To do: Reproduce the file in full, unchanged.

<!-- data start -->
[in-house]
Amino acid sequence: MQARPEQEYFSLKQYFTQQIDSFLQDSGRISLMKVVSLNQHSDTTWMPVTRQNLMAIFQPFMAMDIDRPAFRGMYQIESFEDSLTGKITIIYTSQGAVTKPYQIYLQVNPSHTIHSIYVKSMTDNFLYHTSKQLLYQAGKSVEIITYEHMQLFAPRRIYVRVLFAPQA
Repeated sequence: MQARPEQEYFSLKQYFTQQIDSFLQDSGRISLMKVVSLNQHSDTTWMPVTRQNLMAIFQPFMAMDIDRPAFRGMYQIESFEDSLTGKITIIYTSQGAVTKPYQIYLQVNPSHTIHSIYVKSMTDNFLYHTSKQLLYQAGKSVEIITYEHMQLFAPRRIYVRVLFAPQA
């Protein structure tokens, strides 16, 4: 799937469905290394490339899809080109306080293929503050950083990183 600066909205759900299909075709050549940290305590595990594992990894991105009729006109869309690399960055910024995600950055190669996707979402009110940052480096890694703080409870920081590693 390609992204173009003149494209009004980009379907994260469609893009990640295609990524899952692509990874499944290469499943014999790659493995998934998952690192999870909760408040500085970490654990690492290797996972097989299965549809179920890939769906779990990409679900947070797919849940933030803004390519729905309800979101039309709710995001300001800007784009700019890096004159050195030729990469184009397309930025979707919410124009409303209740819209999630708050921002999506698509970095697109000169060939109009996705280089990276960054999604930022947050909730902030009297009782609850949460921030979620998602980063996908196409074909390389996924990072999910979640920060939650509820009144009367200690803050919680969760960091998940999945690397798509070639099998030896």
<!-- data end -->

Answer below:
[in-house]
Amino acid sequence: MQARPEQEYFSLKQYFTQQIDSFLQDSGRISLMKVVSLNQHSDTTWMPVTRQNLMAIFQPFMAMDIDRPAFRGMYQIESFEDSLTGKITIIYTSQGAVTKPYQIYLQVNPSHTIHSIYVKSMTDNFLYHTSKQLLYQAGKSVEIITYEHMQLFAPRRIYVRVLFAPQA
Repeated sequence: MQARPEQEYFSLKQYFTQQIDSFLQDSGRISLMKVVSLNQHSDTTWMPVTRQNLMAIFQPFMAMDIDRPAFRGMYQIESFEDSLTGKITIIYTSQGAVTKPYQIYLQVNPSHTIHSIYVKSMTDNFLYHTSKQLLYQAGKSVEIITYEHMQLFAPRRIYVRVLFAPQA
């Protein structure tokens, strides 16, 4: 799937469905290394490339899809080109306080293929503050950083990183 600066909205759900299909075709050549940290305590595990594992990894991105009729006109869309690399960055910024995600950055190669996707979402009110940052480096890694703080409870920081590693 390609992204173009003149494209009004980009379907994260469609893009990640295609990524899952692509990874499944290469499943014999790659493995998934998952690192999870909760408040500085970490654990690492290797996972097989299965549809179920890939769906779990990409679900947070797919849940933030803004390519729905309800979101039309709710995001300001800007784009700019890096004159050195030729990469184009397309930025979707919410124009409303209740819209999630708050921002999506698509970095697109000169060939109009996705280089990276960054999604930022947050909730902030009297009782609850949460921030979620998602980063996908196409074909390389996924990072999910979640920060939650509820009144009367200690803050919680969760960091998940999945690397798509070639099998030896």